Adam Smith's Legacy: His Place in the Development of Modern Economics

By Michael Fry | Go to book overview

1

THE OVERDUE RECOVERY OF ADAM SMITH'S REPUTATION AS AN ECONOMIC THEORIST

Paul A. Samuelson

Adam Smith had a powerful influence on the history of ideas, ideas of the educated non-economist public and most particularly of governmental policy-makers and their voter constituencies. David Ricardo's great influence was more narrowly focused on contemporaneous and subsequent economists. Macaulay's general schoolboy knew The Wealth of Nations but not Ricardo's Principles of Political Economy.

So to speak, Smith paid for his popularity with the lay public by being regarded among professional economists as 'old hat' and a bit prosaically eclectic. Ricardo, by contrast, wrote so badly as to provide that quantum of obscurity sufficient to evoke academic attention and overestimation. Karl Marx, it may be said, shared in the Ricardian tradition in more ways than is conventionally recognized.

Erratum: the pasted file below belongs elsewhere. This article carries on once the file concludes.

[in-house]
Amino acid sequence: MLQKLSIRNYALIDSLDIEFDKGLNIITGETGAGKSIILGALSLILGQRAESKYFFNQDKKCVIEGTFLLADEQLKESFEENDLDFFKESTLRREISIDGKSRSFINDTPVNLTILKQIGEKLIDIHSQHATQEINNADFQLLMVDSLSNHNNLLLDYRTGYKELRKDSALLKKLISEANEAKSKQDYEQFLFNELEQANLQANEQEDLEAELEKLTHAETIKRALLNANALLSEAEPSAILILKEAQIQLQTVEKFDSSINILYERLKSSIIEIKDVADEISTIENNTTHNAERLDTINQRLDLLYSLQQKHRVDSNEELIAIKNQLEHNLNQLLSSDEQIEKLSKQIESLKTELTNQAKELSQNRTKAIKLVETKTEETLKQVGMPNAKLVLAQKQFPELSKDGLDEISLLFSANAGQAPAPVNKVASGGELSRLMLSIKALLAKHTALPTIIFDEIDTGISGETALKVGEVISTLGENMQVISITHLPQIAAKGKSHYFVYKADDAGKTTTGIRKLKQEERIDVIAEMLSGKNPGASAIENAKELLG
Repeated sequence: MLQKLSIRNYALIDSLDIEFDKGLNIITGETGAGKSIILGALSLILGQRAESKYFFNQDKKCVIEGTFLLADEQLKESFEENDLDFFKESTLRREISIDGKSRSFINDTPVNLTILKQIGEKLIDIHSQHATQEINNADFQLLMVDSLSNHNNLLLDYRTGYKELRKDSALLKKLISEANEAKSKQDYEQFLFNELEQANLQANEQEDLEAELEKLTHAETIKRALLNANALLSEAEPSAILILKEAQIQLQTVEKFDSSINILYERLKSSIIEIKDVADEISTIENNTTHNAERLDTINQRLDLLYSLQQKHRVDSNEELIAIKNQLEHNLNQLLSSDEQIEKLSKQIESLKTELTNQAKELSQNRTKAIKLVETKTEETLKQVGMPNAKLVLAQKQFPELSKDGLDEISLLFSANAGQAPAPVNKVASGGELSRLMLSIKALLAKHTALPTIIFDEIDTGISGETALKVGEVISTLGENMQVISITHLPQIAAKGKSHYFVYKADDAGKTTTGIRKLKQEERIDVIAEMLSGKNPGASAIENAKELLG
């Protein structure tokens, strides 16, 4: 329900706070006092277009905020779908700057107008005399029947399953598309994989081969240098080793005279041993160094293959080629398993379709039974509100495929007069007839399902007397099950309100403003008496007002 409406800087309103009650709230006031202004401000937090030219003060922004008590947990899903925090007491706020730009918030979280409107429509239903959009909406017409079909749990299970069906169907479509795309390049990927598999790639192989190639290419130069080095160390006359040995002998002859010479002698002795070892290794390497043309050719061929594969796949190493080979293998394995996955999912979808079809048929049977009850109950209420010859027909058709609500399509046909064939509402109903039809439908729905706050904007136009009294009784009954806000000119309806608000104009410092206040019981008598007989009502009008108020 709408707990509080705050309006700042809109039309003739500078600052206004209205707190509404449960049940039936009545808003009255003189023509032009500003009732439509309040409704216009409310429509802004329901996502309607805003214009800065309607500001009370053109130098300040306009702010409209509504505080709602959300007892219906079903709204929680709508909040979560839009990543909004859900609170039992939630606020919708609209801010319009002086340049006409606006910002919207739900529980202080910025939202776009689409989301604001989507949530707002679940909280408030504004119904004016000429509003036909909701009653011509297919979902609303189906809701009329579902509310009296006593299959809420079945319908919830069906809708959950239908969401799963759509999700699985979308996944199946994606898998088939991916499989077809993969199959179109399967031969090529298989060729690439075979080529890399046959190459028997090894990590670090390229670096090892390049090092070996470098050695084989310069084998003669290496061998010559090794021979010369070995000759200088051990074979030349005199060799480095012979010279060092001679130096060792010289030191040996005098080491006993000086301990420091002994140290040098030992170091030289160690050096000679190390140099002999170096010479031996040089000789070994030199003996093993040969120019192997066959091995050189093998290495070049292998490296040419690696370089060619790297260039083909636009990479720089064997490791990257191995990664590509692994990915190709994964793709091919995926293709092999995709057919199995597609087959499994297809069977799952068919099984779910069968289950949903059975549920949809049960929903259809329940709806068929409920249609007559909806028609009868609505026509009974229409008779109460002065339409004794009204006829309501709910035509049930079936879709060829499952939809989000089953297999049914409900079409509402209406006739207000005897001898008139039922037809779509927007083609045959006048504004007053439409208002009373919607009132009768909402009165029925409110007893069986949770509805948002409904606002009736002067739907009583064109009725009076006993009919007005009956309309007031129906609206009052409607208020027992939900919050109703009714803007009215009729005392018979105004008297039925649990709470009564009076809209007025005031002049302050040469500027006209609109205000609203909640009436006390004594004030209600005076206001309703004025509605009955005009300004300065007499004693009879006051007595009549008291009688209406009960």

As I reflect back upon what seems to have been a systematic undervaluation of Adam Smith in professional circles of six decades ago, I discern that a major responsibility for this lies with two scholars. It was David Ricardo himself who believed that Adam Smith's basic system was flawed at its core. Indeed, it was this critical view of Smith that caused Ricardo to write his Principles. The economists' world, blinded by Ricardo's reputation for brilliance and unable to recognize in his murky exposition the many non sequiturs contained there, accepted Ricardo's indictment at its face value.

The second authority influential in playing down Smith's worth was my old master, Joseph Schumpeter. Long before the Harvard days of his greatest reputation, the young Schumpeter's brilliant German work, Economic Doctrine and Method (1914), had patronized Smith with faint praise. Never did Schumpeter really alter this evaluation, as his post-humous classic of 1954 makes clear. Schumpeter seems to put ahead of

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